Jack Russell dies minutes after swimming in lake and ‘foaming at mouth'

A devastated couple are calling for action after their mini Jack Russell became the second dog to die at a beauty spot in a matter of months.

James Brady and Patricia Gora found Maple ‘convulsing’ and ‘foaming at the mouth’ minutes after swallowing water from Anton Lakes in Andover, Hampshire, during an early-morning walk.

Army chef Patricia, 29, had to watch ‘the life go’ from Maple’s eyes, saying: ‘She looked at me and her eyes were rolling and her whole body started shaking.

‘She was trying to find her balance but she couldn’t. I thought maybe it was the cold from the water so I tried to massage her.’

James, 34, added: ‘She was getting worse and worse. Her mouth was foaming and her heartbeat was getting so faint.

‘We weren’t prepared but, at that stage, it wouldn’t have mattered anyway, it was so fast.

‘It was horrendous. Watching it all happen before our eyes was just a nightmare.’

Maple was rushed to the nearest vet but they could not save her, and told the couple she had likely ingested a ‘toxin’ from the lake.

Accountant Jordan Shearman, 24, and nursery worker Hannah Washington, 23, lost their one year old Cocker Spaniel puppy Roo in similar circumstances.

They said their ‘precious’ puppy suffered fits similar to Maple.

Unfortunately, James and Patricia were oblivious to Test Valley Borough Council’s investigation into ‘blue-green algae’ at the lake after Roo’s death.

Tests showed the water was below the level of potential risk, but a warning sign was put up at an entrance.

But the couple, from Tidworth, Wiltshire, didn’t see it and are now calling for more signs to be put up surrounding the lake.

‘There is obviously something going on with the lake,’ James added. ‘They might think everyone knows, but that doesn’t account for people like us, travelling into Andover.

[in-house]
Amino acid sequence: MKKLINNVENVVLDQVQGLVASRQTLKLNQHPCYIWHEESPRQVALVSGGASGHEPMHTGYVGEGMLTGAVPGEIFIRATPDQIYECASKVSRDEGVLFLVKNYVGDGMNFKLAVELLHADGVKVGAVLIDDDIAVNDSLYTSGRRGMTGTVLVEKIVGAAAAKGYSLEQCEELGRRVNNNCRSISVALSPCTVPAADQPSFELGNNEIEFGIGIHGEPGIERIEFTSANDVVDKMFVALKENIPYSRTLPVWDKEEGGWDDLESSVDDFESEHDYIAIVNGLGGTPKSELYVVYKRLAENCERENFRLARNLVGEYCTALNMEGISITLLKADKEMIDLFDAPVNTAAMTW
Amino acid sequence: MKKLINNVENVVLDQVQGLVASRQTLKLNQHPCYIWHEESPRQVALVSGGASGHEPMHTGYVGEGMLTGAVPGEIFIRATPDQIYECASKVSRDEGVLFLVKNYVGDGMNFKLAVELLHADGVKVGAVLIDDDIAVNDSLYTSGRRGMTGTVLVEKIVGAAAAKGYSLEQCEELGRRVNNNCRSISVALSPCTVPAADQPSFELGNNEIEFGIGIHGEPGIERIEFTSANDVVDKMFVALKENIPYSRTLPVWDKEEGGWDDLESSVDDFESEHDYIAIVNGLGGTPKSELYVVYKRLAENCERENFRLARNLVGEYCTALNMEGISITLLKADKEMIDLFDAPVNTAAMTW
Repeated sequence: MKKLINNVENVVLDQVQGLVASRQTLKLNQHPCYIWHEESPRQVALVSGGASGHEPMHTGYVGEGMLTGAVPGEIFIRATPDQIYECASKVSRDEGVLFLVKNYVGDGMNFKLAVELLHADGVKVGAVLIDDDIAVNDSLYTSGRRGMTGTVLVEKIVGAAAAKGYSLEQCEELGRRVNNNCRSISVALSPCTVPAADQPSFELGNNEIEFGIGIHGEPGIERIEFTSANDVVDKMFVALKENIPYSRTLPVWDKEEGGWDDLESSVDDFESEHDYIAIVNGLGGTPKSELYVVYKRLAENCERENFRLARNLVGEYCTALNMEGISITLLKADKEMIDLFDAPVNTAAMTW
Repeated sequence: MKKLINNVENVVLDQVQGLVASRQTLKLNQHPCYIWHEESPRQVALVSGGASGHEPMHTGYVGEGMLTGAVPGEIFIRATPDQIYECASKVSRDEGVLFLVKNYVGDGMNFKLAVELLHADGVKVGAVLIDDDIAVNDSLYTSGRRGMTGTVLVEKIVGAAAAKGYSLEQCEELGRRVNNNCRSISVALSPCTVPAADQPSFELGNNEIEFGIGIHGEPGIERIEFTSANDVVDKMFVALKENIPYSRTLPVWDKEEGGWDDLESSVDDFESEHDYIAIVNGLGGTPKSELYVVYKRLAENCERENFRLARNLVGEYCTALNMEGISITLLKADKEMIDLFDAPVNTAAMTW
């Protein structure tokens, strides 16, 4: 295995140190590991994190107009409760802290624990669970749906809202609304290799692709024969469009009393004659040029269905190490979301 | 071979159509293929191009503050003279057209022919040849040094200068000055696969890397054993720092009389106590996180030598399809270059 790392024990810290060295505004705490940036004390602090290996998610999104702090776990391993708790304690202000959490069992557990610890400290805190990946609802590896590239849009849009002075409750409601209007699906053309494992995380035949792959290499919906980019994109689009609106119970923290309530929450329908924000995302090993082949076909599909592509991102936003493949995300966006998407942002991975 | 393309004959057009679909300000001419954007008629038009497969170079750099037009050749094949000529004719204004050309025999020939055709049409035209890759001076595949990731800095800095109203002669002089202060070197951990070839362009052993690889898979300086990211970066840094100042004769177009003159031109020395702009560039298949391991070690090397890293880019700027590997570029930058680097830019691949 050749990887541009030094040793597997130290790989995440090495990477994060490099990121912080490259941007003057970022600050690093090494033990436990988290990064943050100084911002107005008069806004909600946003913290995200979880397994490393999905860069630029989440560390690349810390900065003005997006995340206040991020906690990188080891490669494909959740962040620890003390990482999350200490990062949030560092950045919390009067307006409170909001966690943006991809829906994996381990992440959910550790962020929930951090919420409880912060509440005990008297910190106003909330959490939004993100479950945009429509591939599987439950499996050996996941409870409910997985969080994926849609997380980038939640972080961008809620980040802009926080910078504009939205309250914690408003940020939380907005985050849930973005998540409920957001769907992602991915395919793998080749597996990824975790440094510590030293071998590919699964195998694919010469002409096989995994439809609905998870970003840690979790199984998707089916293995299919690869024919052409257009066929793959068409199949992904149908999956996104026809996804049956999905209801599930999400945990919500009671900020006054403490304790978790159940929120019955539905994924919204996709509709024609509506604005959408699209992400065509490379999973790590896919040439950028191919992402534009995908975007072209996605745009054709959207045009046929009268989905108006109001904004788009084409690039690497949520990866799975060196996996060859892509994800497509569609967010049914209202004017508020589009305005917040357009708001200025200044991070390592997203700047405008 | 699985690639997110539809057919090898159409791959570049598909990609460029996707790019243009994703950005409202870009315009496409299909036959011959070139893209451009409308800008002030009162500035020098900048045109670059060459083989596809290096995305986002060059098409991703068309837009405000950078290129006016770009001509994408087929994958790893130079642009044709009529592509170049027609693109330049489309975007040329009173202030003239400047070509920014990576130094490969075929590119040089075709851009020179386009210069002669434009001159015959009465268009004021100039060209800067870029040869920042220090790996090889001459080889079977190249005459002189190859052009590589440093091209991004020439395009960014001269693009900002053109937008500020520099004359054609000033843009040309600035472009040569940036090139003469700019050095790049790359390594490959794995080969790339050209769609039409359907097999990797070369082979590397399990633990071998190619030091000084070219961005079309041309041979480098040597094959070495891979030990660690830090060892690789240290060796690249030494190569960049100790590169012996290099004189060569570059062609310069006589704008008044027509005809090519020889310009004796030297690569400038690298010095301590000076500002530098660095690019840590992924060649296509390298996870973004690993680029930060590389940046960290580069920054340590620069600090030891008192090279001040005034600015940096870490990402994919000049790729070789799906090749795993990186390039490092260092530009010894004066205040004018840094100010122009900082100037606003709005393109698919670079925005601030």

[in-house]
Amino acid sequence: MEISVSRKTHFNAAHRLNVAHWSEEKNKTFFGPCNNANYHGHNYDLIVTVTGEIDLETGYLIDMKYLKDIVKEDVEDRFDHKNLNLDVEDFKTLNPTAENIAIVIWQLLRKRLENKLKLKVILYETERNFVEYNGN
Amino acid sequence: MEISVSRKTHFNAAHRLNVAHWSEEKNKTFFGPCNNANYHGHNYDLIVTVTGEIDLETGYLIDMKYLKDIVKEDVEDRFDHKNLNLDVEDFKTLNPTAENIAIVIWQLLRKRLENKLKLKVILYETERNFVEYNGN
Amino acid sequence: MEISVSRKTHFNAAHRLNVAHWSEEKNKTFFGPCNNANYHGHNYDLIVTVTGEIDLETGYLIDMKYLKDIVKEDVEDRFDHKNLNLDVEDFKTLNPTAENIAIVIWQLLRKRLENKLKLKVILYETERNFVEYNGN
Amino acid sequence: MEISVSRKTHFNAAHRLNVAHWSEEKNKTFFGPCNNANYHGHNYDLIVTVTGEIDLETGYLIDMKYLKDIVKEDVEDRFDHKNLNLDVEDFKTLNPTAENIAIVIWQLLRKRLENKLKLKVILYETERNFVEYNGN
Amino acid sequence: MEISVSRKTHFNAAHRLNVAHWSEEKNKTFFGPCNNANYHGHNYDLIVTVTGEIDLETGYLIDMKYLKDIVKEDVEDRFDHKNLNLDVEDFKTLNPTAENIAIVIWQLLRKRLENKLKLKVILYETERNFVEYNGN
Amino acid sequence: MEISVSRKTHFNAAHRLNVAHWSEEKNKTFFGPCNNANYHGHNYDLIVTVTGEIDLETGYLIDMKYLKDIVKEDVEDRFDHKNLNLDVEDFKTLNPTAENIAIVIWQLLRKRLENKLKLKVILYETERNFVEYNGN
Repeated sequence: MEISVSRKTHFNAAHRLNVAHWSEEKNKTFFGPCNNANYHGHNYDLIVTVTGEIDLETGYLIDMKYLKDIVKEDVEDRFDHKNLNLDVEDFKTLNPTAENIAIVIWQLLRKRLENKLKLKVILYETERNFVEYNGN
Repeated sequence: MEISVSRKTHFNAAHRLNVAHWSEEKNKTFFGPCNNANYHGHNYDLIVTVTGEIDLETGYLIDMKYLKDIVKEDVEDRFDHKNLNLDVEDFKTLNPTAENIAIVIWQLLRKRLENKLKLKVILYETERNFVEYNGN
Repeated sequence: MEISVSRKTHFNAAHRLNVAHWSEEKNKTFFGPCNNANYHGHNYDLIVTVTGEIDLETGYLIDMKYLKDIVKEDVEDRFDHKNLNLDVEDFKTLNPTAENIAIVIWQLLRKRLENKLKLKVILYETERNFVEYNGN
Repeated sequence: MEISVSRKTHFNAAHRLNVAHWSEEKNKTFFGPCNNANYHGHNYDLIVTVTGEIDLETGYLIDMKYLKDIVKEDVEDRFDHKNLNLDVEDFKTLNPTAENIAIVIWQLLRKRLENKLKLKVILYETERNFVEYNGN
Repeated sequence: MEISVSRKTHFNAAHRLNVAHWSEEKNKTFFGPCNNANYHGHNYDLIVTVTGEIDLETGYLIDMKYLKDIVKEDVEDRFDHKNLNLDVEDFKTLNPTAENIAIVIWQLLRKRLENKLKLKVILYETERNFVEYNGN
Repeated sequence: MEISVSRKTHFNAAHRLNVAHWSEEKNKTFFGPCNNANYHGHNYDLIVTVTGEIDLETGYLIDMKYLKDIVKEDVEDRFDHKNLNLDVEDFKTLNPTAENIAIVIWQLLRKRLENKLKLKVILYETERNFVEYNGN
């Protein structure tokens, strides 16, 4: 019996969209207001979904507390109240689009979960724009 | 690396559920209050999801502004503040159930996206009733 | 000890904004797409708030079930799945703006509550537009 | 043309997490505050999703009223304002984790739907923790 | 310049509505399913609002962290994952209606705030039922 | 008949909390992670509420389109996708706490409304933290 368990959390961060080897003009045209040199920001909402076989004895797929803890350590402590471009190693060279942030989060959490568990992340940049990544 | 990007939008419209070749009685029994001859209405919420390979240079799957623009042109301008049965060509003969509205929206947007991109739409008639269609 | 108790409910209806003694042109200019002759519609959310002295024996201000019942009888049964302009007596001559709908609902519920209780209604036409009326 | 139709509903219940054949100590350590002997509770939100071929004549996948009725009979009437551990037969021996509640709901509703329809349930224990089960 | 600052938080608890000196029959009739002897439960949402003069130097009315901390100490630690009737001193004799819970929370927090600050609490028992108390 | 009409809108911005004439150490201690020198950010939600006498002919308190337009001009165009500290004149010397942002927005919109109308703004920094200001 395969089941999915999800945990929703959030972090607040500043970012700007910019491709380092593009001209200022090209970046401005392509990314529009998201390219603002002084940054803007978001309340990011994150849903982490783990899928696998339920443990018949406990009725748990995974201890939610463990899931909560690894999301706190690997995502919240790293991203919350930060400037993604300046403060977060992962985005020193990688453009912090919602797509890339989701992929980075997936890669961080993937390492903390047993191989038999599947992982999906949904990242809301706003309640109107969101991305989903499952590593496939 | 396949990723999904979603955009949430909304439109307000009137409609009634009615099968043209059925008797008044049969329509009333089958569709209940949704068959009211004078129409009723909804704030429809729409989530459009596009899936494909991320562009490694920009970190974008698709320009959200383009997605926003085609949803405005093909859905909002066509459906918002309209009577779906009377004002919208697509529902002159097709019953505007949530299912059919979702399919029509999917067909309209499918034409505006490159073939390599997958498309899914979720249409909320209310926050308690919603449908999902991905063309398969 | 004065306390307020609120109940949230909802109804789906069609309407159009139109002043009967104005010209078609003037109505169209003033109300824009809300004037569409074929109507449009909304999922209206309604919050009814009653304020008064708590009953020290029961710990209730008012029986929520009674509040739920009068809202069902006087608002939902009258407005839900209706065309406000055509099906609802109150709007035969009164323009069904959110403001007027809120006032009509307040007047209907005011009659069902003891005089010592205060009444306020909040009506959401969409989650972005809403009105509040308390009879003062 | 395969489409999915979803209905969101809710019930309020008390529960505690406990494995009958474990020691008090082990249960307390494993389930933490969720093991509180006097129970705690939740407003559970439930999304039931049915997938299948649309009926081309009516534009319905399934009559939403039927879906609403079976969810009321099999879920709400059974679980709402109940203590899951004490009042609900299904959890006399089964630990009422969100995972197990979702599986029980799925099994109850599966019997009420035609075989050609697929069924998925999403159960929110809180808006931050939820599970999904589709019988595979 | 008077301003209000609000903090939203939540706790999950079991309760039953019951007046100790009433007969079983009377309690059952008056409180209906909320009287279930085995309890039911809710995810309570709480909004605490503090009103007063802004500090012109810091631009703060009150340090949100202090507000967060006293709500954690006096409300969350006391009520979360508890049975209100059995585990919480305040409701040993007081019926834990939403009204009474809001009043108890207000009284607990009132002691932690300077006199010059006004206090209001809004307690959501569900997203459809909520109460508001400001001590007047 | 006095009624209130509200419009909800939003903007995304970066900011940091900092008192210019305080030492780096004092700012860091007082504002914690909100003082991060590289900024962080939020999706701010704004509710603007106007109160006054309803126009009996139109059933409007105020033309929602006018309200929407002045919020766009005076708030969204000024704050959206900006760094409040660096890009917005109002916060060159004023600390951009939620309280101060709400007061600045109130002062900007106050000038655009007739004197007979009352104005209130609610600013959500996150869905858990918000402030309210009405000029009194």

‘It’s a beautiful lake and a lovely place, but you currently don’t know the risks until it’s too late. Maybe this time, they will take it seriously.’

The council has since taken more water samples from the lake, but warned there is always a risk of natural bodies of water in the UK containing the algae.

A spokesperson said: ‘We have installed temporary notices advising people not to swim in the lake or allow their dogs to drink or play in the water on a precautionary basis.

‘We understand people will be concerned as another dog passed away several months ago after a visit to the lakes.

‘Blue-green algae occurs naturally and there are commonly low levels present in ponds, streams, lakes and estuaries throughout the UK.

‘It therefore remains important to note that there will always be some level of risk with any pet or person swimming in a natural body of water, particularly in hot and sunny weather.

‘The loss of any pet is devastating and our thoughts are with Maple’s owners.’

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